Archive for June 17th, 2016

Final day at The Natural History Museum … and one more Jurassic snuff-box

June 17th, 2016

1 Chandler snuff-box cutLondon, England — My last day in London was spent working on GSA abstracts and examining one last ferruginous oncoid (“snuff-box”) from the Jurassic (Bajocian) of southern England. Bob Chandler donated to the cause a large discoidal snuff-box. We cut it (cross-section through the center shown above) and revealed its intricate internal structure.

2 Chandler snuff-box nucleusThe typical limestone nucleus is smaller than I expected, but it still shows typical features such as bioerosion.

3 Snuff-box horn 061716This specimen has beautifully-developed “horns” around the periphery. They are made of laminae not connected to the central cortex. Paul Taylor suggested that they form when the snuff-box is no long being moved about. Nice specimen. Cassidy Jester (’17) will have much to figure out in her Independent Study focused on these objects.

I’ve had a great and productive time on this expedition to England. Thank you again to my amigos Tim Palmer and Paul Taylor, as well as John Whicher, Bob Chandler and Consuelo Sendino. Science marches on.

Addendum: This is the way I like my Tube stations — empty! Take me home, District Line to Paddington. Saturday, June 18, 5:08 a.m.

Fulham Broadway tube station at 0508

Wooster’s Fossils of the Week: Symbiotic interactions in the Silurian of Baltica

June 17th, 2016

EcclimadictyonThis week’s fossils are from work Olev Vinn (University of Tartu, Estonia) and I did last summer that is soon to appear in the journal Lethaia. (An early electronic version of the manuscript has been available since November.) After numerous smaller studies describing symbiotic relationships recorded in Silurian fossils in the paleocontinent Baltica, we wrote a summary paper under Olev’s leadership. All the images are take by Olev and in the paper itself. I love this kind of study because it is about fossils as living, interacting organisms, not just static sets of characteristics.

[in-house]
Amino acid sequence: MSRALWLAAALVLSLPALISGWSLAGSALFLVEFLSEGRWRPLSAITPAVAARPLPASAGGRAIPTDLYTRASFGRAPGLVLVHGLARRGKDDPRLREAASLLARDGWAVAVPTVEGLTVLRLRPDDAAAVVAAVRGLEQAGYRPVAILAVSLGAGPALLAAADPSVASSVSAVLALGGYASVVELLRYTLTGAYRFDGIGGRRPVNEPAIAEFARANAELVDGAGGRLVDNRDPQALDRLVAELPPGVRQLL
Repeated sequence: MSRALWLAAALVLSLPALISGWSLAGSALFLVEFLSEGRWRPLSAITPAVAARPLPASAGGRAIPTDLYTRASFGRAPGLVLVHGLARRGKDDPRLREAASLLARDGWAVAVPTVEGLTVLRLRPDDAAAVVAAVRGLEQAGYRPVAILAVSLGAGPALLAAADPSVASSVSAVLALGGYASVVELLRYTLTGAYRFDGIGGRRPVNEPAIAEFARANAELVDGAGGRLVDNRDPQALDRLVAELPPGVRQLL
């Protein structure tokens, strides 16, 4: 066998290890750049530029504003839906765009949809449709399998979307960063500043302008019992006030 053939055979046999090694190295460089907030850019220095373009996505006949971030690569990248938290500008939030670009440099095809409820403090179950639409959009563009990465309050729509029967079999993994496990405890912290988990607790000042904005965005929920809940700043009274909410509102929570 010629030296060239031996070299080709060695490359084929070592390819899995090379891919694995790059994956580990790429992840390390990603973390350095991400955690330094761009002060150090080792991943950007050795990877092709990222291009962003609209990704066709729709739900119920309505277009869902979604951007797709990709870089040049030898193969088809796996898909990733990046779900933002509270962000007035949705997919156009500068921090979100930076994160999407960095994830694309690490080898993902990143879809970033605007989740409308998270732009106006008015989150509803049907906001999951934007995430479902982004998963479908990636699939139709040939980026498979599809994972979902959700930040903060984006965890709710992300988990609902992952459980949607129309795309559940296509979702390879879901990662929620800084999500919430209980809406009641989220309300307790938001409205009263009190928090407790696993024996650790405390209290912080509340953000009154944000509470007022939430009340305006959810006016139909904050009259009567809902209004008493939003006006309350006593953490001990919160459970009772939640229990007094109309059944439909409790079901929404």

For example, the top image is of the stromatoporoid Ecclimadictyon astrolaxum (a kind of hard sponge) with embedded rugosan corals (Palaeophyllum, with arrows) from the Jaagarahu Formation (Sheinwoodian) exposed at Abula cliff, Saaremaa Island, Estonia. The stromatoporoid and corals were growing together, each having their particular needs met and maybe even enhanced by the other.
syringoporidThe network of holes in this stromatoporoid from the Paadla Formation (Ludfordian) of Katri cliff, Saaremaa, represent the corallites of a syringoporid coral. Again, the coral and sponge formed an intergrown association.
ChaetosalpinxThis is a thin-section view of what was likely a soft-bodied worm (represented by Chaetosalpinx sibiriensis, noted by a white arrow) embedded in the tabulate coral Paleofavosites cf. collatatus from the Muksha Subformation (Homerian), Bagovitsa A, Podolia, Ukraine. Again, the worm was embedded in the living tissues of the host.

We found 13 such symbiotic associations in the Silurian of Baltica. Most of these interactions involved large skeletal organisms like stromatoporoids and corals, which provided stable hosts for smaller sessile filter-feeders and micro-predators. This work is part of a larger study looking at evolutionary trends in symbiotic associations during the Paleozoic.

References:

Tapanila, L. 2005. Palaeoecology and diversity of endosymbionts in Palaeozoic marine invertebrates: trace fossil evidence. Lethaia 38: 89–99.

Vinn, O. and Wilson, M.A. 2016. Symbiotic interactions in the Silurian of Baltica. Lethaia 49: 413–420.

Vinn, O., Wilson, M.A. and Motus, M.-A. 2014. Symbiotic endobiont biofacies in the Silurian of Baltica. Palaeogeography, Palaeoclimatology, Palaeoecology 404: 24–29.